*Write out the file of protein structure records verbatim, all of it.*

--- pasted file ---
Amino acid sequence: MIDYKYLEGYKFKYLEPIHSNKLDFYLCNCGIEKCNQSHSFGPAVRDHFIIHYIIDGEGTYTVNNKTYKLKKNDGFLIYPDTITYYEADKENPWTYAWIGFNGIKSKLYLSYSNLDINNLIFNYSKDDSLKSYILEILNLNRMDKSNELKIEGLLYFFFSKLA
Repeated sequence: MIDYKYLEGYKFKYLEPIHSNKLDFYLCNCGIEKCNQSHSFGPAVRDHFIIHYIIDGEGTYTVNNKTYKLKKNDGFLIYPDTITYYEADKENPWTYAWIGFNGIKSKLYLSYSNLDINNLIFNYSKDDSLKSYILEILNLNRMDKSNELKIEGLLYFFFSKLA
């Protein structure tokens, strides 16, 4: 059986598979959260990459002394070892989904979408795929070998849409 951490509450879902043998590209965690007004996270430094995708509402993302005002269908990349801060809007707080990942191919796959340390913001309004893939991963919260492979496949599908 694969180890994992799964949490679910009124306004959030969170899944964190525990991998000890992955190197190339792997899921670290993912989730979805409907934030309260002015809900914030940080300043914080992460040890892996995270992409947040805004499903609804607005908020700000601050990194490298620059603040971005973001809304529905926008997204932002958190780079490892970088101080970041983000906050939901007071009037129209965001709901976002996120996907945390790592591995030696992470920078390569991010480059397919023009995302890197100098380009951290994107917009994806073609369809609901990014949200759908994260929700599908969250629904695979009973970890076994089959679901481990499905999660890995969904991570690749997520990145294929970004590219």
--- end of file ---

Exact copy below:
Amino acid sequence: MIDYKYLEGYKFKYLEPIHSNKLDFYLCNCGIEKCNQSHSFGPAVRDHFIIHYIIDGEGTYTVNNKTYKLKKNDGFLIYPDTITYYEADKENPWTYAWIGFNGIKSKLYLSYSNLDINNLIFNYSKDDSLKSYILEILNLNRMDKSNELKIEGLLYFFFSKLA
Repeated sequence: MIDYKYLEGYKFKYLEPIHSNKLDFYLCNCGIEKCNQSHSFGPAVRDHFIIHYIIDGEGTYTVNNKTYKLKKNDGFLIYPDTITYYEADKENPWTYAWIGFNGIKSKLYLSYSNLDINNLIFNYSKDDSLKSYILEILNLNRMDKSNELKIEGLLYFFFSKLA
């Protein structure tokens, strides 16, 4: 059986598979959260990459002394070892989904979408795929070998849409 951490509450879902043998590209965690007004996270430094995708509402993302005002269908990349801060809007707080990942191919796959340390913001309004893939991963919260492979496949599908 694969180890994992799964949490679910009124306004959030969170899944964190525990991998000890992955190197190339792997899921670290993912989730979805409907934030309260002015809900914030940080300043914080992460040890892996995270992409947040805004499903609804607005908020700000601050990194490298620059603040971005973001809304529905926008997204932002958190780079490892970088101080970041983000906050939901007071009037129209965001709901976002996120996907945390790592591995030696992470920078390569991010480059397919023009995302890197100098380009951290994107917009994806073609369809609901990014949200759908994260929700599908969250629904695979009973970890076994089959679901481990499905999660890995969904991570690749997520990145294929970004590219």